Do you know Jesus? That is a common phrase heard amongst evangelical believers. The problem with this is it is easily misunderstood. What does it mean to know Jesus? Does it mean have you answered an altar call, or prayed the prayer ? Or does it mean you have answered the question right when you are asked are you going to heaven when you die? Paul talked about “knowing” Jesus in today’s verse. For Him it wasn’t a casual statement or something that happened once upon a time, it was a deep, intimate relationship with the Lord that was increasing throughout his life. It wasn’t an add on in his life, for Paul knowing Christ was his life. Paul said that to know Christ was the most valuable possession that he owned and the very pursuit of all his energy. His ministry seemed to be an overflow of his pursuit. Here is how Steven Fry describes Paul’s statement.

“From a prison cell in Rome, Paul pens this personal letter in which he comes to terms with an accomplished past and a confining present. After his past as a persecutor of God’s people and through his “superior” religious activities as a Pharisee, Paul came to the liberating conclusion that all is rubbish compared to knowing the Lord! Freed from the stagnation of yesterday’s victories and the emotional paralysis of yesterday’s mistakes, Paul knew that the only thing that ultimately counted was knowing the Lord and being obedient to His will. Not only was his past subsumed by this singular passion, his present imprisonment could not snatch from him the joy of knowing Christ. Prison chains could not keep him from pursuing God, nor dull his effectiveness in ministry. Paul’s desire to know Christ sprang from no other motive but to enjoy Him. He wanted Christ for Christ’s sake, not his own. He was a lover of God, not a user of God.”

I love that statement, He wanted Christ for Christ’s sake. So let me ask that question once again, do you know Jesus? Do you know Him as your passion, your goal in life and your friend? Answering this question is where life begins.


Rom.8:6,7 – For the mind set on the flesh is death, but the mind set on the Spirit is life and peace, because the mind set on the flesh is hostile toward God; for it does not subject itself to the law of God, for it is not even able to do so.

How free is your will anyway? Do you always get to decide everything that your “will” wants? I know children have to have their will subjugated to their parents or really bad things would happen. Everything from eating way to much sugar to falling off the house and breaking a leg comes from bad choices from an unrestrained will. I remember watching a young boy at a restaurant eat an entire bowl of butter without a correcting word from his parents. His will needed to be reigned in. Maybe you don’t eat bowls of butter but without the intervention of Christ our fallen will seems to make many bad choices in life. Actually, the main result of the fall of man has to do with his free will. What happened? Our wills became ensnared by the fall; the result? We no longer had the moral capacity to make good spiritual choices. We were hopelessly separated from our Creator with unspeakable ramifications. Here are some thoughts from R. C. Sproul on our fallen will.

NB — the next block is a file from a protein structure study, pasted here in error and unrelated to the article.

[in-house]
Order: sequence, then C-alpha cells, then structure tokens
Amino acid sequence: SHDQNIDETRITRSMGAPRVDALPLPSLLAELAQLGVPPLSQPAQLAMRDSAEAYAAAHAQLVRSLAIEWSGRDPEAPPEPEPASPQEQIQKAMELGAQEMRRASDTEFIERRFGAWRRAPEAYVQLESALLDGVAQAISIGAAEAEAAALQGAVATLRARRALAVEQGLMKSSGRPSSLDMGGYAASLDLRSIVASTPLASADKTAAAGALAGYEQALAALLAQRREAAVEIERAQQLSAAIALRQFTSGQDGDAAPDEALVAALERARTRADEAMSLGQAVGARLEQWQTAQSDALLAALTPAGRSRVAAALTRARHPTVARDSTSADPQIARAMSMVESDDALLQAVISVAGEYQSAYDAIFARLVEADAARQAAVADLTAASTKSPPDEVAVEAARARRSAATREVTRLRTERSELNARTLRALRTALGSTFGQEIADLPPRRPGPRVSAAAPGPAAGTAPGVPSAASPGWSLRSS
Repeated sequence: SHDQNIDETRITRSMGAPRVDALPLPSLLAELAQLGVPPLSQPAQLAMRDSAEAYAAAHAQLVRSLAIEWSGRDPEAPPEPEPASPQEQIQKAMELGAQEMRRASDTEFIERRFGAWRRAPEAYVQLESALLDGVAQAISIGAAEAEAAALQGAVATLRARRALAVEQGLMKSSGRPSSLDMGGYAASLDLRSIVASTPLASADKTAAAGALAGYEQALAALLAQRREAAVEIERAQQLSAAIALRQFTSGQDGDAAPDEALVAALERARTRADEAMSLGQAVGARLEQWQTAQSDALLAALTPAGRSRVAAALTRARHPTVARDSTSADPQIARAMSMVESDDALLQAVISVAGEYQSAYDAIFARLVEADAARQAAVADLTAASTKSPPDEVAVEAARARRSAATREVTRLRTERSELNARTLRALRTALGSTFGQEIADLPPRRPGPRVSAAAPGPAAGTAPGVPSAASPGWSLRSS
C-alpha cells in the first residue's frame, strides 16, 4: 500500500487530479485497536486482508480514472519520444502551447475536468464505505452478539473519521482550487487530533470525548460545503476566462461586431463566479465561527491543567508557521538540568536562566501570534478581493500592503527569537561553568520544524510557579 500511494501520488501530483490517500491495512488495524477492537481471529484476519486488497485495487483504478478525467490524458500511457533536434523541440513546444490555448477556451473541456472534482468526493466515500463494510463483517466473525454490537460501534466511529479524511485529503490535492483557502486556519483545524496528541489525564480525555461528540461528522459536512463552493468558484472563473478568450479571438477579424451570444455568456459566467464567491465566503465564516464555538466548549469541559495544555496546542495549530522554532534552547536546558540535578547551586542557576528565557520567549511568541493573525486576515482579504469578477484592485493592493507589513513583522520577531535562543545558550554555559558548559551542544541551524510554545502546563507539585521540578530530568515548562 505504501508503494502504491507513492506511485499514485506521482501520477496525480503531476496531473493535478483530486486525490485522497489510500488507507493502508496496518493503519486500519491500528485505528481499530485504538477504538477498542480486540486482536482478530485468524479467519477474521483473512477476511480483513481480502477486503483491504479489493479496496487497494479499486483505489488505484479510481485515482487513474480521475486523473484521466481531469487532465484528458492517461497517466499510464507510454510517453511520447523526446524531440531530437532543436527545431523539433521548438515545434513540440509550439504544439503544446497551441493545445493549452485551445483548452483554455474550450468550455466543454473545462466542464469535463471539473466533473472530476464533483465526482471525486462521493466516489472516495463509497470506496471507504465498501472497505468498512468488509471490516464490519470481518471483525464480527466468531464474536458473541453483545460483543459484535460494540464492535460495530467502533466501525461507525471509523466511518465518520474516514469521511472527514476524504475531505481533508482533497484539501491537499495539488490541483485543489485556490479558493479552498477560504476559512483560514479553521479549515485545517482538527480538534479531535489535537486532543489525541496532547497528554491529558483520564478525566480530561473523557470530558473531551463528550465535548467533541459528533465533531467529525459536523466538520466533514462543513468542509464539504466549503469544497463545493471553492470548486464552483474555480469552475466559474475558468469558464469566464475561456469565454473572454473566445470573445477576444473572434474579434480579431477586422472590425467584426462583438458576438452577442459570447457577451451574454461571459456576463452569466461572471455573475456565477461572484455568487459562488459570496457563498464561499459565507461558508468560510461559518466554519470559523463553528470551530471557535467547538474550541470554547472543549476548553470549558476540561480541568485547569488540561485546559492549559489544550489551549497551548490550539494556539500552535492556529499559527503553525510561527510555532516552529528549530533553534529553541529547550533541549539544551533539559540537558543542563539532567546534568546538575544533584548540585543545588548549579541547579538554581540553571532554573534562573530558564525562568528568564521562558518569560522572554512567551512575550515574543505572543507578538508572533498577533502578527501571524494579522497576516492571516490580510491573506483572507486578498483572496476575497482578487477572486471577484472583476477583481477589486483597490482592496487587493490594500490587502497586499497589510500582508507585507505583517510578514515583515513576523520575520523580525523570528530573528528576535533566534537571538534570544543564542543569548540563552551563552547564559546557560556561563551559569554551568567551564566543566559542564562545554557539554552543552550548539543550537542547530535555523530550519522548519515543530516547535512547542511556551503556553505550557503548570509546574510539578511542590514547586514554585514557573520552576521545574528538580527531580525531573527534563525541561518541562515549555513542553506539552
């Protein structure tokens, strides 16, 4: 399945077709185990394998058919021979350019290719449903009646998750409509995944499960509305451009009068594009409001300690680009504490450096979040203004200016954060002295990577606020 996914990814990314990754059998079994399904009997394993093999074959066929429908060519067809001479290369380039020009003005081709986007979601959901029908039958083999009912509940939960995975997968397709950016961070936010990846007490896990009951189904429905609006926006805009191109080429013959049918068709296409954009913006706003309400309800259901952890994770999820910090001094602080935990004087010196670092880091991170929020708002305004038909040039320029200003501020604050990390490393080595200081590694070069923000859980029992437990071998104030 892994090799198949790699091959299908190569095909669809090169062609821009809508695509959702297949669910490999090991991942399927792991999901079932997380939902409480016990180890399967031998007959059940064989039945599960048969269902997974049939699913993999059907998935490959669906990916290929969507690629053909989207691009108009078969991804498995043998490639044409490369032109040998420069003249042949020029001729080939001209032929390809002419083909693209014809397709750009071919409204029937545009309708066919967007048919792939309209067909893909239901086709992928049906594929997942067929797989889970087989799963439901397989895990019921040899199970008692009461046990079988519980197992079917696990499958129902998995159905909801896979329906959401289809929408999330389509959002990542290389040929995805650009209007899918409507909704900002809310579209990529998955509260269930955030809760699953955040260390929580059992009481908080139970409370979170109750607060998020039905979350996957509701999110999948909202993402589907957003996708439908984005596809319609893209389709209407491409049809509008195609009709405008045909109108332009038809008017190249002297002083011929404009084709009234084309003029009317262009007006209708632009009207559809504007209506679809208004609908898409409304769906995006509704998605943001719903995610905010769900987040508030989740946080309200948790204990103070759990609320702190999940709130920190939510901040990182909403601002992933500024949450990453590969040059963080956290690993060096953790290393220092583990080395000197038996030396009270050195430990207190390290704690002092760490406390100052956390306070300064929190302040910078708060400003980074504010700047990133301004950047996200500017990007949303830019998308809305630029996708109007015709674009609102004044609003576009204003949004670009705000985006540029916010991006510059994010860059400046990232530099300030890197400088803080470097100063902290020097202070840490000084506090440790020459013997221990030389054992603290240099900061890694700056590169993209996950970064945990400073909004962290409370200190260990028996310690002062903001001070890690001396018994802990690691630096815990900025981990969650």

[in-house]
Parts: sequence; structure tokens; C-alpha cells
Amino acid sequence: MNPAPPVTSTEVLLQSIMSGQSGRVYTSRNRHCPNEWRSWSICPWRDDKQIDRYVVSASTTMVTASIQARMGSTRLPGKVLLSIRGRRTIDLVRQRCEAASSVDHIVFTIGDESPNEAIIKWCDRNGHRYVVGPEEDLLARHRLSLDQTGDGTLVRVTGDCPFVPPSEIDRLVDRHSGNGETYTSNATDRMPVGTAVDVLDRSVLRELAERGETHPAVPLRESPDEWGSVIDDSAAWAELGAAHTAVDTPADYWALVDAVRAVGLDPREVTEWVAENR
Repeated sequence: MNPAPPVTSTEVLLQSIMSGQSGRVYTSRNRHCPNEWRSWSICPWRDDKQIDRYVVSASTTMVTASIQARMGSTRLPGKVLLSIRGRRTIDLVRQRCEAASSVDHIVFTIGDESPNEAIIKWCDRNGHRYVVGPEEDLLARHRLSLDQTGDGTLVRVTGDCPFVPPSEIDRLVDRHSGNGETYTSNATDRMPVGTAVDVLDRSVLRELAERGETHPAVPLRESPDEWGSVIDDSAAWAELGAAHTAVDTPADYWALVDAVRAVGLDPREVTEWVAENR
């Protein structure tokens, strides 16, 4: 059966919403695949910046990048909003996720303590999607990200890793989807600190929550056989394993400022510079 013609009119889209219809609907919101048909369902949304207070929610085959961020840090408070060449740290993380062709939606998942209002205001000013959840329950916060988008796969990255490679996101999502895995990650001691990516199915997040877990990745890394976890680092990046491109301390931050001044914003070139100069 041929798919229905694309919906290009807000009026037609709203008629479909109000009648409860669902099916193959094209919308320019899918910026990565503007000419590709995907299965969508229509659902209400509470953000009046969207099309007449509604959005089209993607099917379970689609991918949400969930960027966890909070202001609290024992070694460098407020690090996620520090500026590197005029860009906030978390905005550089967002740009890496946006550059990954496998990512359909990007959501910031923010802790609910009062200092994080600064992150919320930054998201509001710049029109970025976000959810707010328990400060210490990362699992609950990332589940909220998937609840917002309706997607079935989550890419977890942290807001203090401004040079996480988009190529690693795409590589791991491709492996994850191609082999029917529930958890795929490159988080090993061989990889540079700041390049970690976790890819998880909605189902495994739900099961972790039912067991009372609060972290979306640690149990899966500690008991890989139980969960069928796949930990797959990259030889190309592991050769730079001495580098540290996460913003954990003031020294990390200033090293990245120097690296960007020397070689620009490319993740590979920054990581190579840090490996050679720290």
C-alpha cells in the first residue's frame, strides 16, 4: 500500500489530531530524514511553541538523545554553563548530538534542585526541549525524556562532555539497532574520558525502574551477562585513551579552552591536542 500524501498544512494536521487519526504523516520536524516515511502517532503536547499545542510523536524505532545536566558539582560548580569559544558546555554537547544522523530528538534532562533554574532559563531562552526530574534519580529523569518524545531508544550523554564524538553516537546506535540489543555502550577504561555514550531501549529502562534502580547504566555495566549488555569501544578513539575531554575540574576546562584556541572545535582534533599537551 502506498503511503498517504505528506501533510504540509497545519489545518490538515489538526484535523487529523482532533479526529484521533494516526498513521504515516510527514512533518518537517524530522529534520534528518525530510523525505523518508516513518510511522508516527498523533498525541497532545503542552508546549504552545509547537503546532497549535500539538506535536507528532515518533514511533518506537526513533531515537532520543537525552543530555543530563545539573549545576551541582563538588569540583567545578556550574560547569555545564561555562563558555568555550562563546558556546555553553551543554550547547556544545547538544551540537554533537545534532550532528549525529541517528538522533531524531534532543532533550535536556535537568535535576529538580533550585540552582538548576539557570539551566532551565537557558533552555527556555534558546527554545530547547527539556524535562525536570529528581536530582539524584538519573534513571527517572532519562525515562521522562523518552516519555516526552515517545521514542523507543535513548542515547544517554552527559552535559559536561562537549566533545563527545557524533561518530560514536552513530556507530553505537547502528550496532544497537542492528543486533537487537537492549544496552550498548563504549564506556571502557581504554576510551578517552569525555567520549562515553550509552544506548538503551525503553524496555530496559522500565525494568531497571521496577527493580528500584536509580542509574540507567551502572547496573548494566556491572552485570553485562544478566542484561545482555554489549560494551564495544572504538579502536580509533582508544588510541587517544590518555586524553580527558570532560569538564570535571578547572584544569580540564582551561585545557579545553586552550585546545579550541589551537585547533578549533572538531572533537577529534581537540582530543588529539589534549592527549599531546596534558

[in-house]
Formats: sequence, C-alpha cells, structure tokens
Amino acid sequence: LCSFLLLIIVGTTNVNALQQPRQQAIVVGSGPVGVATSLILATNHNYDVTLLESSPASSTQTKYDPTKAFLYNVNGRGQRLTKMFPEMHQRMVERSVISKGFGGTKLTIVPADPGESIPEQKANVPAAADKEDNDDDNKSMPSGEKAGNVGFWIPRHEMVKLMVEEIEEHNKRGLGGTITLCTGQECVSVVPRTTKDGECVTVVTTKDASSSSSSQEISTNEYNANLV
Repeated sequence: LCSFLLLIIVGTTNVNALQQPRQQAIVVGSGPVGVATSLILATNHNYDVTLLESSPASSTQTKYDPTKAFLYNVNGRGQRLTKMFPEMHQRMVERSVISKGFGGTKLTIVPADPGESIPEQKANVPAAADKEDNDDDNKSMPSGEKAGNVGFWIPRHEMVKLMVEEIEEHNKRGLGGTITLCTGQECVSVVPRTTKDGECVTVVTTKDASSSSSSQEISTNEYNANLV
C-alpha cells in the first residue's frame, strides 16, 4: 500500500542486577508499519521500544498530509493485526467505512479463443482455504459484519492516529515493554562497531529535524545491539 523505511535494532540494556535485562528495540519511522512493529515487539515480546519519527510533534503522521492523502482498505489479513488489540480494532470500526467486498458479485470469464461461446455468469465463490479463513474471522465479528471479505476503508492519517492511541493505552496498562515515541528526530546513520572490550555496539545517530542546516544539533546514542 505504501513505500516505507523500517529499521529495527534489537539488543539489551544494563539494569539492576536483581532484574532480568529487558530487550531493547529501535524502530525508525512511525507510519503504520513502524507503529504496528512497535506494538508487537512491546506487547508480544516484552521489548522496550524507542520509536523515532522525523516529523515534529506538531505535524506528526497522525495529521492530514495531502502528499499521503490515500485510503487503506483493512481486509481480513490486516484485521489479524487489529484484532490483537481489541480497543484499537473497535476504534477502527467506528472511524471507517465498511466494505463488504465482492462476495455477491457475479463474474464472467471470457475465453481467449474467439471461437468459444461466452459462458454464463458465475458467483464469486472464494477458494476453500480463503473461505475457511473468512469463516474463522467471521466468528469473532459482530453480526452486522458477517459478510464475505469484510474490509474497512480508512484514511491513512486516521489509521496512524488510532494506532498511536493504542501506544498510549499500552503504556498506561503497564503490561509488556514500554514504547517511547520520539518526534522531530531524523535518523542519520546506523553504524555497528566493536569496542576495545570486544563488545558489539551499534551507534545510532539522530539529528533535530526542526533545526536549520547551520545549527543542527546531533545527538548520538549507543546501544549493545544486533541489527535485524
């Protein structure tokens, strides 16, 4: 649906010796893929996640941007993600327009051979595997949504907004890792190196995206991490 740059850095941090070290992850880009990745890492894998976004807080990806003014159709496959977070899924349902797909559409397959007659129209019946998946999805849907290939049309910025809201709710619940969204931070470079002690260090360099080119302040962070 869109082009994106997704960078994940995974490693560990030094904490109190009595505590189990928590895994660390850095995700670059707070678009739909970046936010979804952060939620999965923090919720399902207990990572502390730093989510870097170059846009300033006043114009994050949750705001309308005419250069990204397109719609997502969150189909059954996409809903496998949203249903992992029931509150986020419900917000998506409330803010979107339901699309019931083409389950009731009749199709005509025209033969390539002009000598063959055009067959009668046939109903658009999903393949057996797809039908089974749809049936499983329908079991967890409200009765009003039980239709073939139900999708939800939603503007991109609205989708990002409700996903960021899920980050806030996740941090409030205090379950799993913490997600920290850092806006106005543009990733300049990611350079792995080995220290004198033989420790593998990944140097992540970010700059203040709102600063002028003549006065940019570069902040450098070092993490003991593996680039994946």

“When John Calvin was engaged in a dispute over free will with his opponent Pelagius in the sixteenth century, part of the debate concerned the nature of the human will. Calvin agreed with a definition of free will which holds that even in our sinful condition we have the power and ability to choose what we want. He did not agree with the definition of free will as the ability to choose from indifference, because we are all held captive by the propensity to sin. Calvin agreed that we do have free will in the sense that we have the ability to choose what we want, but that ability to choose is not only mildly influenced but is radically conditioned by the human corruption of our hearts, out of which flow the choices we make. In other words, we make evil choices not from indifference but from a prior inclination to wickedness.”

So what do we do about that “prior inclination to wickedness”? The will is obviously effected deeply by the things we love and enjoy. This is where the secret to freeing that will lies. What we love and desire in life has to change. That’s where grace comes in. The incredible attraction of the love of God is what brings us freedom from enslavement. What do I mean? When Christ comes into our lives we start loving different things. We love the Bible, and Church and worship. The foolish pleasures that had us ensnared suddenly lose their attraction.


Rom. 3:23 for all have sinned and fall short of the glory of God,